Scotland tops 100 MW solar milestone


Figures from British energy watchdogs Ofgem have revealed that Scotland now boasts 106 MW of installed PV capacity – representing a growth of 36% in the past 12 months.

Despite low levels of solar radiation, positive political policies and a domestic appetite for solar has helped the industry achieve encouraging growth in 2013, with the World Wildlife Foundation (WWF) joining Scottish solar lobbyists in their call to urge the Scottish government to help boost the burgeoning industry.

In 2010, Scotland had just 2 MW of installed solar capacity, from a mere 429 small-scale solar installations. Today, more than 28,000 homes, 56 communities, 22 industrial sites and 465 businesses have solar panels installed, prompting the Scottish Solar Energy Group, WWF Scotland and the Energy Technology Partnership to call on the Scottish government to offer more political support for solar.

"Scotland might seem like an unlikely place for solar, but if you look at a solar radiation map, parts of Scotland receive about 80 to 90% of the solar energy of Germany, the world leader in solar deployment, with 35 GW installed to date," said chairwoman of the Scottish Solar Energy Group, Anne-Marie Fuller. "So there is absolutely no reason we couldn’t be deploying significantly more solar if we really wanted to."

Scotland’s renewable energy aims are ambitious. The country hopes to source 100% of all its energy requirements from renewable energy by 2020, with offshore wind powering the transition. However, according to the director of WWF Scotland, Lang Banks, the Scottish government should not ignore the potential of solar PV power, particularly the use of commercial and residential rooftop installations and the country’s vast swathes of undeveloped brownfield land.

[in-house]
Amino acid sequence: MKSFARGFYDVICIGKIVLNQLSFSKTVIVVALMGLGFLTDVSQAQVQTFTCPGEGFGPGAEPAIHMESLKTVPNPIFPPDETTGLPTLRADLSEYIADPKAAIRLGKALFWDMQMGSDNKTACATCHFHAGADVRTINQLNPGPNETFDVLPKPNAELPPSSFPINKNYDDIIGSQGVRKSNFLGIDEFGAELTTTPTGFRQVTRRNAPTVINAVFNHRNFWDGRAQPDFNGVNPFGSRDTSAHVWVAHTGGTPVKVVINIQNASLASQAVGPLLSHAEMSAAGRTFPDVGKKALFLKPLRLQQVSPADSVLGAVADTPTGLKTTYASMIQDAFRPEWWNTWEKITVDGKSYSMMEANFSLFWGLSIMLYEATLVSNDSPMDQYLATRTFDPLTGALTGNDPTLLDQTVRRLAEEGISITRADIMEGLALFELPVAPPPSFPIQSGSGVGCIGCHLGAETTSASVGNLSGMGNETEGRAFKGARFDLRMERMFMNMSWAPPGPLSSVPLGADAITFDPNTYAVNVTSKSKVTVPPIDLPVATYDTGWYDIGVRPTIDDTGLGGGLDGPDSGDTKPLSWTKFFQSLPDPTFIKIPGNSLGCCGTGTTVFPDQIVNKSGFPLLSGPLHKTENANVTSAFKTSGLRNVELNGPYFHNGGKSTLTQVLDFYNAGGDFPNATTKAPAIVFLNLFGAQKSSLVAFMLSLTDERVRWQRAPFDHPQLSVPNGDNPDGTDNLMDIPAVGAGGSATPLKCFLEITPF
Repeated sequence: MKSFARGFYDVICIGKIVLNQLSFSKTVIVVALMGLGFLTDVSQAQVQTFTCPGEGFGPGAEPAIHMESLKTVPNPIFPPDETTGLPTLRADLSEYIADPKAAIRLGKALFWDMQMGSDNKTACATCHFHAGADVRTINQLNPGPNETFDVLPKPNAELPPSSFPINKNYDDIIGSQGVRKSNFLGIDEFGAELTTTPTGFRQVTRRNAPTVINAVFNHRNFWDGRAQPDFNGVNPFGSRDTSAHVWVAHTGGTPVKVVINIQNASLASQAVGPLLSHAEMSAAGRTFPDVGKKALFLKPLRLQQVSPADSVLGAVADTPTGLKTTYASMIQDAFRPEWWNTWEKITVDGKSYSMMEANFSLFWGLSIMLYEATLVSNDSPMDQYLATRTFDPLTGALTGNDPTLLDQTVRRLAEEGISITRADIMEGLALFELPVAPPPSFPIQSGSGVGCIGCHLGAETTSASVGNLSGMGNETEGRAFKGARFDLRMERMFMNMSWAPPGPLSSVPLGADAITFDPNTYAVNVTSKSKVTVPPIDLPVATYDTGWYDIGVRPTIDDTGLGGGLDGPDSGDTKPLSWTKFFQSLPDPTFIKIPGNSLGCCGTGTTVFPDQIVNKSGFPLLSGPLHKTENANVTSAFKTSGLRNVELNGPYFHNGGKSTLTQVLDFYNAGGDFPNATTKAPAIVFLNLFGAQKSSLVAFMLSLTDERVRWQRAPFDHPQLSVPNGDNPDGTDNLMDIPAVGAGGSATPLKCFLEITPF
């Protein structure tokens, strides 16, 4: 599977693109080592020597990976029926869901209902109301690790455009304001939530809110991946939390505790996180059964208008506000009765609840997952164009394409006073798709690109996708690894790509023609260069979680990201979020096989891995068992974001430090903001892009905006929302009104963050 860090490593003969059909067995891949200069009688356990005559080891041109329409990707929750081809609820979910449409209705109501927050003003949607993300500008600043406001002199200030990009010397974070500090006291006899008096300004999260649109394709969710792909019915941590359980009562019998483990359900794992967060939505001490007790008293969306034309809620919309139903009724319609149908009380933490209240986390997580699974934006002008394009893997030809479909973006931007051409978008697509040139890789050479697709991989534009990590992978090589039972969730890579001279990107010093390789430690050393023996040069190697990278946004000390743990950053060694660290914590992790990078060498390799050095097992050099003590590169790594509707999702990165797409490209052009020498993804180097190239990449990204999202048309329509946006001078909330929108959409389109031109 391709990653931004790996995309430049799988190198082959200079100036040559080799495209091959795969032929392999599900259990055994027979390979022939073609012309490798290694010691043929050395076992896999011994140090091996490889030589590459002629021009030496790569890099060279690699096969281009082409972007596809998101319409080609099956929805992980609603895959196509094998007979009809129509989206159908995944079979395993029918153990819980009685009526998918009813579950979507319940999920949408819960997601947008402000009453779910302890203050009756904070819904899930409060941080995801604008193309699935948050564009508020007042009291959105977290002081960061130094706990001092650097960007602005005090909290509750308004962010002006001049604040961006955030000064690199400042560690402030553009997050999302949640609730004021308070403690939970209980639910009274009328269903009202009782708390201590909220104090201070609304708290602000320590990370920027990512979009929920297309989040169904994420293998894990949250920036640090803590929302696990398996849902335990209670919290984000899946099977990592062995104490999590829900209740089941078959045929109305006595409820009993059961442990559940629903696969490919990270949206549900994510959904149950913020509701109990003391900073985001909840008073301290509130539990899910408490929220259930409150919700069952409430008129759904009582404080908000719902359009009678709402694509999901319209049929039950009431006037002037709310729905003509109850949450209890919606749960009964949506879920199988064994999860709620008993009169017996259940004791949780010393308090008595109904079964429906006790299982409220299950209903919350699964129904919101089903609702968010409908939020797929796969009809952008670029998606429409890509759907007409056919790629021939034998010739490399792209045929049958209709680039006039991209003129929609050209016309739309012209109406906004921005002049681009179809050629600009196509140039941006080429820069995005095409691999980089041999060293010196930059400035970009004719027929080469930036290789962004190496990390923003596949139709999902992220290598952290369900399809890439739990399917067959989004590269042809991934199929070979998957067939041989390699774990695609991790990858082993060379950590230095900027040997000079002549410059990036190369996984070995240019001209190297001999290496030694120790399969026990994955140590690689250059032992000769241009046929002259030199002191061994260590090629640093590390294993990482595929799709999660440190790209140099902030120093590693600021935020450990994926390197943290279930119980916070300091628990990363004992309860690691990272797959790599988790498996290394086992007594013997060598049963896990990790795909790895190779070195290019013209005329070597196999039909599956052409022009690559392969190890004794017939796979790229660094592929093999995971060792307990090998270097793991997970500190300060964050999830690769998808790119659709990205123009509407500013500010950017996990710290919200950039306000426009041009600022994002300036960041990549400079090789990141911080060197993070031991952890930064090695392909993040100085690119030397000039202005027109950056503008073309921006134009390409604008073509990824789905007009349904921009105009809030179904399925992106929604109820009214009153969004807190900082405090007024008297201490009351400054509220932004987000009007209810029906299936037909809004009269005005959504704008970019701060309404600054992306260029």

"Scotland has no solar farms, but it has huge acres of land, so it should be very well placed to host them," Banks told local media sources.

Site for sore eyes

South of the border in England, Greg Barker, the coalition government’s minister for the Department of Energy and Climate Change (Decc) has been criticized for calling for a crackdown on “monster solar farms” that are seen as a blight on the landscape. Asked to explain his comments, Barker insisted that he has thrown his full backing behind the U.K.’s solar industry, but stressed that in order to win public approval, large scale solar farms must be carefully planned and not detract from the landscape.

"It is because I care passionately about solar and have such high ambitions for it that I do not want public opinion to turn against it [solar] and make it become the new onshore wind," he told the Guardian. "Where problems arise, the solar farms are on undulating land and can’t be screened, or they disrupt historic landscapes. It really upsets people."

The U.K.’s solar target is 20,000 MW by 2020. Currently, the country’s largest solar farm is a 33 MW installation at Wymeswold airfield. However, a number of solar parks in the pipeline are set to overtake it, including a 49.9 MW solar farm from Good Energy, set to be installed at a disused airfield in Norfolk.